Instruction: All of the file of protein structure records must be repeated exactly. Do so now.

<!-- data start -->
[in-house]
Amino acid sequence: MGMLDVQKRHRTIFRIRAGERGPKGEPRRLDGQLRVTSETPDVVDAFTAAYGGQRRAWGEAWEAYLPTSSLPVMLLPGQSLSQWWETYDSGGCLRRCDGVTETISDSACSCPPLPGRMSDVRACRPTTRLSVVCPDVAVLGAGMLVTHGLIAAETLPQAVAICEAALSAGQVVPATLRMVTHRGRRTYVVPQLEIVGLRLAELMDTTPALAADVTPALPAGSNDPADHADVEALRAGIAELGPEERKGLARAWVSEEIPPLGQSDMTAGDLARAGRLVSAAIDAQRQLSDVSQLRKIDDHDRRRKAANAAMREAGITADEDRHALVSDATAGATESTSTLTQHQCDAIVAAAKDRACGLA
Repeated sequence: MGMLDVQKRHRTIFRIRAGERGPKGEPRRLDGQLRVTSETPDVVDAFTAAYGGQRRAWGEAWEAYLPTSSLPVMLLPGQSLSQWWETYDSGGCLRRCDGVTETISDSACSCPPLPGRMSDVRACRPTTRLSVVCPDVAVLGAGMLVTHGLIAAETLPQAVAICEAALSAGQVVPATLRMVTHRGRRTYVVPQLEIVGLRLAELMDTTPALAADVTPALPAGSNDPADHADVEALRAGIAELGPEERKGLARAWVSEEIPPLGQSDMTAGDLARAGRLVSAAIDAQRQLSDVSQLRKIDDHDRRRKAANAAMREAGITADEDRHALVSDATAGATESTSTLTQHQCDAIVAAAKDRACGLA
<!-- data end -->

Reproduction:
[in-house]
Amino acid sequence: MGMLDVQKRHRTIFRIRAGERGPKGEPRRLDGQLRVTSETPDVVDAFTAAYGGQRRAWGEAWEAYLPTSSLPVMLLPGQSLSQWWETYDSGGCLRRCDGVTETISDSACSCPPLPGRMSDVRACRPTTRLSVVCPDVAVLGAGMLVTHGLIAAETLPQAVAICEAALSAGQVVPATLRMVTHRGRRTYVVPQLEIVGLRLAELMDTTPALAADVTPALPAGSNDPADHADVEALRAGIAELGPEERKGLARAWVSEEIPPLGQSDMTAGDLARAGRLVSAAIDAQRQLSDVSQLRKIDDHDRRRKAANAAMREAGITADEDRHALVSDATAGATESTSTLTQHQCDAIVAAAKDRACGLA
Repeated sequence: MGMLDVQKRHRTIFRIRAGERGPKGEPRRLDGQLRVTSETPDVVDAFTAAYGGQRRAWGEAWEAYLPTSSLPVMLLPGQSLSQWWETYDSGGCLRRCDGVTETISDSACSCPPLPGRMSDVRACRPTTRLSVVCPDVAVLGAGMLVTHGLIAAETLPQAVAICEAALSAGQVVPATLRMVTHRGRRTYVVPQLEIVGLRLAELMDTTPALAADVTPALPAGSNDPADHADVEALRAGIAELGPEERKGLARAWVSEEIPPLGQSDMTAGDLARAGRLVSAAIDAQRQLSDVSQLRKIDDHDRRRKAANAAMREAGITADEDRHALVSDATAGATESTSTLTQHQCDAIVAAAKDRACGLA